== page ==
The What If Experience
About This Show
What if there was a podcast that helped you to grow into who you were meant to be by posing a question each week that helped you see yourself and your life in the light of possibility. What if there were follow up questions by email that helped apply that question to your life? Well, lucky you, that's exactly what we do!
Most Recent Episode
What If You Sweated The Small Stuff?
1 day ago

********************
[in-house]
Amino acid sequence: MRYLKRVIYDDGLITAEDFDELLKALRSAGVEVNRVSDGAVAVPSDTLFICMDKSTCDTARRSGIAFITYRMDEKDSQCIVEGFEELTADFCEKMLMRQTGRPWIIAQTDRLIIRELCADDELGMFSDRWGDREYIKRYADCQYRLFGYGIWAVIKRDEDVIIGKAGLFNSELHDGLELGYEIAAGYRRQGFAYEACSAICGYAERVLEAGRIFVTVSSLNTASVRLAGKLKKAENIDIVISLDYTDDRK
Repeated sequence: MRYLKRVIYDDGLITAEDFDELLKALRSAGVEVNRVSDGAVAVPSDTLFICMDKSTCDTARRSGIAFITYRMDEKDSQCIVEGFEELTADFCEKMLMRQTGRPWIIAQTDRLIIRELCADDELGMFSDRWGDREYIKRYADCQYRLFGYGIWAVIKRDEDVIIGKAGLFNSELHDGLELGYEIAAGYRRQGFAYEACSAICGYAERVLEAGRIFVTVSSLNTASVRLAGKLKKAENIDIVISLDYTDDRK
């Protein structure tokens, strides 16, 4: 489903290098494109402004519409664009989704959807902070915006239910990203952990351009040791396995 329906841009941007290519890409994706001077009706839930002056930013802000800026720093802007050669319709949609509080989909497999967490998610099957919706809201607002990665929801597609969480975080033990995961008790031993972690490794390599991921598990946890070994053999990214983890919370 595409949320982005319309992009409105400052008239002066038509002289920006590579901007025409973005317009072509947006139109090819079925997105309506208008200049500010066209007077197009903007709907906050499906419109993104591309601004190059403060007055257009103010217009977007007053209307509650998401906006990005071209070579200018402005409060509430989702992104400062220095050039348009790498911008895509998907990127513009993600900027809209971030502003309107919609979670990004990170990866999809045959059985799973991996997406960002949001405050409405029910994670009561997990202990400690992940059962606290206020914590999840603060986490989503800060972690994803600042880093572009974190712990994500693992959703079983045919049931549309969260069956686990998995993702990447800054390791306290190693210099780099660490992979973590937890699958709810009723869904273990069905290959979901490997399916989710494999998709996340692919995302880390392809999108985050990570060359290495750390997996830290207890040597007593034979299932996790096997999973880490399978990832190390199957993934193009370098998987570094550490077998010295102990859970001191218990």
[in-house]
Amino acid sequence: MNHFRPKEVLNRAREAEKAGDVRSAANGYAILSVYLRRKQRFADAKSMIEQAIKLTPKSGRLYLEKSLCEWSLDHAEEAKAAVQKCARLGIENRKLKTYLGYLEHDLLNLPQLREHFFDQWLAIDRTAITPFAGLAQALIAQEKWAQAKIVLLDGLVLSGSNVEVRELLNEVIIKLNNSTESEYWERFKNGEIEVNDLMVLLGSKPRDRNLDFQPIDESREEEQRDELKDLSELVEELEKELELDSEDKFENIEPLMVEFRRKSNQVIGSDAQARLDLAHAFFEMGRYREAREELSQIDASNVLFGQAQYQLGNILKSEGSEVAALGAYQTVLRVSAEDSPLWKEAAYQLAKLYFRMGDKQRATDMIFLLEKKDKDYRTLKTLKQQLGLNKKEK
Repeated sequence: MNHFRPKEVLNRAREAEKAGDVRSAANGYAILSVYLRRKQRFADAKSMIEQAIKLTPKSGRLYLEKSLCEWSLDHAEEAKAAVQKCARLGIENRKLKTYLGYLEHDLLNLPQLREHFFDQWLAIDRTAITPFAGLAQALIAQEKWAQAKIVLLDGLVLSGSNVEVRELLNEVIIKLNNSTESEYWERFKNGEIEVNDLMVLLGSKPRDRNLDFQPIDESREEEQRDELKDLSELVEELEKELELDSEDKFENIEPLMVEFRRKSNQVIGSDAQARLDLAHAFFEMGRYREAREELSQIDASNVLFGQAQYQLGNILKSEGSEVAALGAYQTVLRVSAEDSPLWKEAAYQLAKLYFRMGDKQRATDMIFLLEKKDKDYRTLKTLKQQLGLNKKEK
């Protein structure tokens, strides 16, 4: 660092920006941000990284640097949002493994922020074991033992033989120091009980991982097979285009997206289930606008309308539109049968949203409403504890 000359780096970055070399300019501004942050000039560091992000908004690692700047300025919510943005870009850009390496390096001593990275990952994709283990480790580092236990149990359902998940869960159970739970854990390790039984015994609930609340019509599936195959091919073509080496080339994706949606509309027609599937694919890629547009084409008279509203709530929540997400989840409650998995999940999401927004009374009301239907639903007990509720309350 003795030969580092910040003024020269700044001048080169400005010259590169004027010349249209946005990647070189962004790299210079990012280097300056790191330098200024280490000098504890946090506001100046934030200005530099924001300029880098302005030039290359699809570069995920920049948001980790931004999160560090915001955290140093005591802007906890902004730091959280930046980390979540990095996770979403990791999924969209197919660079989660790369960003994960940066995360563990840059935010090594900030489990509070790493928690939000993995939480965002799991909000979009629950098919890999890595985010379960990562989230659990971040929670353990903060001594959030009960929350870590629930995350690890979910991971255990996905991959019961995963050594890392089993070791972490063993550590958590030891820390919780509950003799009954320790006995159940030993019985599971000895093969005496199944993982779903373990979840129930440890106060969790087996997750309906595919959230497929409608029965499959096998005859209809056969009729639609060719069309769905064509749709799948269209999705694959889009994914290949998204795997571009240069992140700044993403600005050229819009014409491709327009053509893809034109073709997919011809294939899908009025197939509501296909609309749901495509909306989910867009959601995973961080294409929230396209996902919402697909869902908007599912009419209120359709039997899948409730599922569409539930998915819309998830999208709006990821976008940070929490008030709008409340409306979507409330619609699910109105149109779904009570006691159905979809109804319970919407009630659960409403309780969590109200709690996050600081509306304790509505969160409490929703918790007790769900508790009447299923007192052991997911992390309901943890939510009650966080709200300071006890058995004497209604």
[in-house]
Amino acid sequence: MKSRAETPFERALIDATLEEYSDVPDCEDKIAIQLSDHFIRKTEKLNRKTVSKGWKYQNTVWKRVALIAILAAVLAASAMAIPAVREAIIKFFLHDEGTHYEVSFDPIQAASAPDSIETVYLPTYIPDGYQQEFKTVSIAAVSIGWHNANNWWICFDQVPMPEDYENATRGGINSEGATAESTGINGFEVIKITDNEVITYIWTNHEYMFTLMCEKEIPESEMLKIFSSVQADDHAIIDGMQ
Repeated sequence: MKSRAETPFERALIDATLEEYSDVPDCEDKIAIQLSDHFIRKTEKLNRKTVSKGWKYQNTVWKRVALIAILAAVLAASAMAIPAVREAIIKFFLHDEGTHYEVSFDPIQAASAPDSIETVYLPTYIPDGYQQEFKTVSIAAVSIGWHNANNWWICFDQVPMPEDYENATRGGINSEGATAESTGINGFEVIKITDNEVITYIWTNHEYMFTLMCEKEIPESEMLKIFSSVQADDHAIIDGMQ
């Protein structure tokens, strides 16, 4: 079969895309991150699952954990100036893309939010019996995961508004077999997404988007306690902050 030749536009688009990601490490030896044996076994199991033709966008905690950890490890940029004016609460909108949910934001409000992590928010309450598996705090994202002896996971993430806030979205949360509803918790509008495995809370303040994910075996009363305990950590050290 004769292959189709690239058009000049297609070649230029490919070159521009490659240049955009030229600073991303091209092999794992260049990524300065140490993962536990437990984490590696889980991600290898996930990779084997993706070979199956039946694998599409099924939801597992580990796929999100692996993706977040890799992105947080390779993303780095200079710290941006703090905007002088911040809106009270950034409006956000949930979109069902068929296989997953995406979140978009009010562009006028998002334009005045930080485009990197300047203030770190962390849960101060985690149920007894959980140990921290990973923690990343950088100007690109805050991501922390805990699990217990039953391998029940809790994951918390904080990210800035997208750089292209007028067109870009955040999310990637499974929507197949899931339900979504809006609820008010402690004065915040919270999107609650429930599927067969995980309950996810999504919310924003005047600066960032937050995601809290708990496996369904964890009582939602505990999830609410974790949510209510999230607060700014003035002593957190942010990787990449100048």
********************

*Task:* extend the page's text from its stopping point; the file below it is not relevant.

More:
I can't argue with that phrase, "Don't sweat the small stuff." We shouldn't focus on the things that don't really matter. But, sometimes the small things ARE important. More important than they seem. My intent was to talk about something a little lighter this week. I guess that may have been a bit selfish. I have a lot going on in my head this week that it's hard to really keep digging at brokenness at the same time. Lighter would have been easier. But. I couldn't quite get away from it yet. So, Let's go at it and see what we can learn. So far in this series, I've said that broken things are not beyond usefulness (episode 18) and that a mended life can be beautiful, authentic and worthwhile (episode 19). Today, let's talk about the practice of mending. Being broken is a state of fracture. When emotions, relationships, bodies, circumstances or minds even are in a state that the pieces have been torn, there's wreckage. It's painful. I know. I do want to recognize that some states of being broken are permanent. They just are. Not everything is fixable the way we want it to be fixed. There are physical issues, for example, that cannot be healed, barring a miracle. We have to realize that. Mending But, that being said, much that breaks in our lives can be mended. Probably much more than you allow yourself to believe. Mending may take time, effort and resources, but, much in our lives can be mended. These are things I'm talking about in the last few weeks. The things we can impact. We're not taught to mend our broken pieces. We don't talk about the process or the benefits. Our culture hides broken things away. It's not modeled for us and frankly, it can be an awful lot of hard work. Really hard work. It's much, much easier to ignore the broken pieces of ourselves. I'm thinking a lot this week about learning to mend those small chips and breaks. The little ones that happen but leave us functional. The kind we might notice in passing, mi